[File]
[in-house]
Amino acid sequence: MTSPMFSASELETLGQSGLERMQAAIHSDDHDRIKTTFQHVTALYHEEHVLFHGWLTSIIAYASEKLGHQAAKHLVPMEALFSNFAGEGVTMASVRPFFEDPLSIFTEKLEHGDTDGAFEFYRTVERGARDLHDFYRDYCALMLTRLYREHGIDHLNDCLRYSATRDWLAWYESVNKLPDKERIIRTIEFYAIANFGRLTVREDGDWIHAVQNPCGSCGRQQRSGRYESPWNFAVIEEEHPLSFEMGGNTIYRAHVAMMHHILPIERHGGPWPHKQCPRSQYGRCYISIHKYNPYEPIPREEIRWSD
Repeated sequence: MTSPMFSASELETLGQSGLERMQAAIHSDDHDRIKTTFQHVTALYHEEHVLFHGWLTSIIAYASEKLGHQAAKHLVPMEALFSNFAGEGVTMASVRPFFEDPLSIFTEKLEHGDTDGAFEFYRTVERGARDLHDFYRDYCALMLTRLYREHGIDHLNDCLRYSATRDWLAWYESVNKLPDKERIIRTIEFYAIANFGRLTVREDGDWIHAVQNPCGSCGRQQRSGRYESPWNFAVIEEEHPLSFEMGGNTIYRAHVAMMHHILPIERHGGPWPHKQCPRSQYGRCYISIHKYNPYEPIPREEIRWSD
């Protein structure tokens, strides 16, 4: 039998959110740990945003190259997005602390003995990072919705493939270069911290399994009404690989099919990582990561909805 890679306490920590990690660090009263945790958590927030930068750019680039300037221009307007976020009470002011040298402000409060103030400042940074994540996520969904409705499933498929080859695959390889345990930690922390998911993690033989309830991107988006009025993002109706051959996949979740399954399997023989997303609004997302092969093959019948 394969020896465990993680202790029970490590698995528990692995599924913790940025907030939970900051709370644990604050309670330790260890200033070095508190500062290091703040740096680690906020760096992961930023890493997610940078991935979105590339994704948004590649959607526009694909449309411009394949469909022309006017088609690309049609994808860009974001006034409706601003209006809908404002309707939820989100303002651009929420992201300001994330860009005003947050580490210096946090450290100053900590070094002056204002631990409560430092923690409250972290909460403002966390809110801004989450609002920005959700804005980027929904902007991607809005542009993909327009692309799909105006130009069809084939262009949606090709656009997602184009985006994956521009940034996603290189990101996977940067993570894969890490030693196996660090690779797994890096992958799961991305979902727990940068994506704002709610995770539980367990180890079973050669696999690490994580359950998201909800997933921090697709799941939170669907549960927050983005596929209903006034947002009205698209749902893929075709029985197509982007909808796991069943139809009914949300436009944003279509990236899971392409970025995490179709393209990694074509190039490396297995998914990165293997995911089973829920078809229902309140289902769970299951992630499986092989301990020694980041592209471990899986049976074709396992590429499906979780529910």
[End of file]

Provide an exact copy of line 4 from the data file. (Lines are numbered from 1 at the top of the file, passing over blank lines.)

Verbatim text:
């Protein structure tokens, strides 16, 4: 039998959110740990945003190259997005602390003995990072919705493939270069911290399994009404690989099919990582990561909805 890679306490920590990690660090009263945790958590927030930068750019680039300037221009307007976020009470002011040298402000409060103030400042940074994540996520969904409705499933498929080859695959390889345990930690922390998911993690033989309830991107988006009025993002109706051959996949979740399954399997023989997303609004997302092969093959019948 394969020896465990993680202790029970490590698995528990692995599924913790940025907030939970900051709370644990604050309670330790260890200033070095508190500062290091703040740096680690906020760096992961930023890493997610940078991935979105590339994704948004590649959607526009694909449309411009394949469909022309006017088609690309049609994808860009974001006034409706601003209006809908404002309707939820989100303002651009929420992201300001994330860009005003947050580490210096946090450290100053900590070094002056204002631990409560430092923690409250972290909460403002966390809110801004989450609002920005959700804005980027929904902007991607809005542009993909327009692309799909105006130009069809084939262009949606090709656009997602184009985006994956521009940034996603290189990101996977940067993570894969890490030693196996660090690779797994890096992958799961991305979902727990940068994506704002709610995770539980367990180890079973050669696999690490994580359950998201909800997933921090697709799941939170669907549960927050983005596929209903006034947002009205698209749902893929075709029985197509982007909808796991069943139809009914949300436009944003279509990236899971392409970025995490179709393209990694074509190039490396297995998914990165293997995911089973829920078809229902309140289902769970299951992630499986092989301990020694980041592209471990899986049976074709396992590429499906979780529910």